Navigating Hospitals: Teaching Hospital vs. Non-teaching, Does it Matter?11 months ago | Proactive Health
By Joy Stephenson-Laws, JD, Founder
A recent study reported major teaching hospitals may have lower mortality rates than minor teaching and non-teaching hospitals.
Researchers looked at data from 21.5 million hospitalizations between 2012 and 2014 of Medicare beneficiaries at 4,483 hospitals across the United States. This included:
- 250 major teaching hospitals
- 894 minor teaching hospitals
- 3,339 non-teaching hospitals
The study monitored 30-day mortality rates for common conditions, including pneumonia, congestive heart failure and stroke as well as the mortality rates after common surgical procedures, including hip replacement, coronary artery bypass grafting and colectomy.
The 30-day mortality rate was 8.1% at major teaching hospitals, 9.2% at minor teaching hospitals and 9.6% at non-teaching hospitals. The overall 30-day mortality difference between major teaching hospitals and non-teaching hospitals was 1.5%.
“This pattern—with major teaching hospitals showing better 30-day outcomes—persisted even after the researchers adjusted for patient characteristics such as age and severity of illness, and hospital characteristics such as size and profit status,” the study says.
According to the study, major teaching hospitals also had lower 7-day and 90-day mortality rates— by 0.3% and 1.6%, respectively—than non-teaching hospitals.
The study says more research is needed to understand the results, but it may be because “teaching hospitals have greater experience treating particular conditions or may be earlier adopters of technologies and treatments that yield better outcomes for patients.”
So what exactly are teaching hospitals?
This may seem like a lot of information to take in, but if you visit here you can look at informational videos that explain exactly what teaching hospitals are and how they function.
Teaching hospitals are essentially exactly what they sound like they are. They provide clinical education and training to current and future health professionals. “Teaching hospitals provide care for the most-complex patients and the urban underserved population, train the next generation of physicians, and advance biomedical research,” says the The New England Journal of Medicine (NEJM).
“Teaching hospitals serve as centers of research and innovation, helping to develop new treatments and cures,” says the American Hospital Association. “The first live polio vaccine, intensive care unit for newborns and pediatric heart transplant were pioneered at teaching hospitals.”
The American Hospital Association also reports:
- More than half of all teaching hospitals have neonatal intensive care units (NICUs)
- 57% of teaching hospitals have certified trauma centers
- Only 13% of non-teaching hospitals have NICUs and 31% have certified trauma centers
There are really two types of teaching hospitals - academic medical centers (major teaching hospitals) and minor teaching hospitals. Academic medical centers, however, have two components, a teaching hospital and a medical school. A minor teaching hospital usually does not have a medical school. They are both pioneers of our healthcare system, because they are the centers where doctors learn and patient care advances.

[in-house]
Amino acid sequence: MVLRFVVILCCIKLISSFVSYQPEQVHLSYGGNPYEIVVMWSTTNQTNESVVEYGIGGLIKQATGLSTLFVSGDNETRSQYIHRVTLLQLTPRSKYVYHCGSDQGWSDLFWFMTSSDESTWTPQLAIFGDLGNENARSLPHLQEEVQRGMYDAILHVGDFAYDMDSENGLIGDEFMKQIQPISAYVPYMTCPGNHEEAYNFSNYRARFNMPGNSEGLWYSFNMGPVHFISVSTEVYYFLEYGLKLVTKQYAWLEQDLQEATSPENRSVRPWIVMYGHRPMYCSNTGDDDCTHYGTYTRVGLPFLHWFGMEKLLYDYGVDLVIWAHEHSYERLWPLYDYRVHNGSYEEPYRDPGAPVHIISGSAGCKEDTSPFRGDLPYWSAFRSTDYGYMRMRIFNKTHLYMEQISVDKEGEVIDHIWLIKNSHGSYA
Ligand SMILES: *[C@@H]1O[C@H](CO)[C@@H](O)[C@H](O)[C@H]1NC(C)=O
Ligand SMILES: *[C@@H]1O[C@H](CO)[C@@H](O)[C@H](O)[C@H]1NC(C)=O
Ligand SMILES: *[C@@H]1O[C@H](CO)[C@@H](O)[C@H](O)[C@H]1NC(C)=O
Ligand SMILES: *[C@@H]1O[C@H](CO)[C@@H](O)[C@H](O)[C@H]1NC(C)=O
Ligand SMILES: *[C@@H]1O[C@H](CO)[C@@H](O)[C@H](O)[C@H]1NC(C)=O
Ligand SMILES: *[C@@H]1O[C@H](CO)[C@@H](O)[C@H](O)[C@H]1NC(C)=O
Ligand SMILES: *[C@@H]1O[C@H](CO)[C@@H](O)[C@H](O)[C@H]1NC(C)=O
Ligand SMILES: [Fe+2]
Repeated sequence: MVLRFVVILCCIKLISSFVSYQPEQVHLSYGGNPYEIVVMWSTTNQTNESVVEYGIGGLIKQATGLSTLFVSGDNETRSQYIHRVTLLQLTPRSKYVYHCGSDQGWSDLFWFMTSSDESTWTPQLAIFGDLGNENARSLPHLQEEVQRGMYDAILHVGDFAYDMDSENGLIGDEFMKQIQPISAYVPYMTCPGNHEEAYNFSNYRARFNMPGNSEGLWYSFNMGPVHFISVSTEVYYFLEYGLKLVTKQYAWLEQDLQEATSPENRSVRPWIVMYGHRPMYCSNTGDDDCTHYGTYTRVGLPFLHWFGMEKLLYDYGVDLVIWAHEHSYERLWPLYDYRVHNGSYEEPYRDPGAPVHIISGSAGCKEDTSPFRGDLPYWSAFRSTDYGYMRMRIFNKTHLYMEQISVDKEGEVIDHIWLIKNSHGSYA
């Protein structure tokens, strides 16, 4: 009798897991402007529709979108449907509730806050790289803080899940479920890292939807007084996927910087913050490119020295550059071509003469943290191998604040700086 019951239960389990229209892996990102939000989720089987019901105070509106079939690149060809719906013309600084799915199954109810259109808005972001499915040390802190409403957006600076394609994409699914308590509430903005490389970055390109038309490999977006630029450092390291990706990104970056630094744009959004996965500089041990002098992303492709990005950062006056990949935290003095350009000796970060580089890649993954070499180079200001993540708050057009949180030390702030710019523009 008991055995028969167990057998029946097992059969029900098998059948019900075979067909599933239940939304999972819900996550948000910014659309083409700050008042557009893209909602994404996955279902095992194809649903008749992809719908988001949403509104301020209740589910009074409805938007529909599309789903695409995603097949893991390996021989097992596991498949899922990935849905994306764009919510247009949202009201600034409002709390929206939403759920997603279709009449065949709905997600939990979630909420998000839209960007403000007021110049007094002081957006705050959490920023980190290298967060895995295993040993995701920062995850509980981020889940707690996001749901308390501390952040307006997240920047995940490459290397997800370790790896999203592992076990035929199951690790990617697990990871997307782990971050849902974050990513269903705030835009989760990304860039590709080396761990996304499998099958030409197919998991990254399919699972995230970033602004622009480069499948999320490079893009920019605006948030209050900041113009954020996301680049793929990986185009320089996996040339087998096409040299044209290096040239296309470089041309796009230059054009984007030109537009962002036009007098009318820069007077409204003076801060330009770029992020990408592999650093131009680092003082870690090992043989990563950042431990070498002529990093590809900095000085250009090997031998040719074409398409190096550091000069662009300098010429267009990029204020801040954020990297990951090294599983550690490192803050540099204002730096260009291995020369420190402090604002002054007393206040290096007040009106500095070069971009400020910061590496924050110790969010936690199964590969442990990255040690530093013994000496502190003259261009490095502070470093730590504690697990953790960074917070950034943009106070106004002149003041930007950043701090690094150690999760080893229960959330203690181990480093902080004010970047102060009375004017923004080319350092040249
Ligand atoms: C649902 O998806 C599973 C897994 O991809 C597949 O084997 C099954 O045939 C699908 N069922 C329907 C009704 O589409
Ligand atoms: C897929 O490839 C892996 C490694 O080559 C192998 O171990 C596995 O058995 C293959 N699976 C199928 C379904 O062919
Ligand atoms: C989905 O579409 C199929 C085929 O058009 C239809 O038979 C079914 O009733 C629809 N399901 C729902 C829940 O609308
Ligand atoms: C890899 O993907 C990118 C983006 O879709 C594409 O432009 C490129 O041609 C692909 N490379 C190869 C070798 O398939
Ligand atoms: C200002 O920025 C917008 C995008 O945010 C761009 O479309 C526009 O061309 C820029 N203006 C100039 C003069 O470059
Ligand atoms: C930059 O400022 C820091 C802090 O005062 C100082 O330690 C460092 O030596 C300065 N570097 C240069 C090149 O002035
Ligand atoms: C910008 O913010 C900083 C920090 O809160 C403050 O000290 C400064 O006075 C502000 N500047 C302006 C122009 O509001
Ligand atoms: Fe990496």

Non-teaching hospitals, of course, have professionally trained medical staff, but they are generally not the changers and leaders that make major medical breakthroughs.
Non-teaching hospitals include community hospitals. Their primary mission generally involves meeting the primary or essential health and medical needs of its community. Primary health care usually consists of services, including family practice/internal medicine, pediatrics, obstetrics, cardiology and sometimes services, including orthopedics, urology, psychiatry and neurology. Depending on resources, community hospitals may offer some specialty services on a limited basis or full-time. Though not always recognized for their medical advances or highlighted in the media as much as larger major teaching hospitals, community hospitals are just as vital. Their existence is the backbone of our healthcare system and their strategic locations offer quick access to care during emergencies.
If you take a look at the 2016 - 17 Best Hospitals Honor Roll, which lists the top 20 hospitals out of nearly 5,000 evaluated, you will see they are mostly if not all teaching hospitals with extensive educational services and research resources.
Take a look at some of the top 20 hospitals in the country:
- Mayo Clinic. Has a very extensive research team with 332 full-time scientific faculty and 758 physicians actively involved in research.
- UCLA Medical Center. This is an academic medical center that has been on the forefront of many medical breakthroughs.
- UCSF Medical Center. This hospital has multiple professional schools for areas, including dentistry, medicine, nursing and pharmacy.
- Stanford University Medical Center. Check out a timeline of their medical achievements and innovations here.
- Cleveland Clinic. They are an academic medical center with 1,958 residents and fellows in training. They also have 107 accredited training programs.
Hospitals have different strengths, so as consumers we need to be proactive by educating ourselves about those strengths and specialties and determine where we can get quality treatment appropriate for our individual conditions and needs. Whatever your decision, we are here to help you along the journey.
Enjoy your healthy life!
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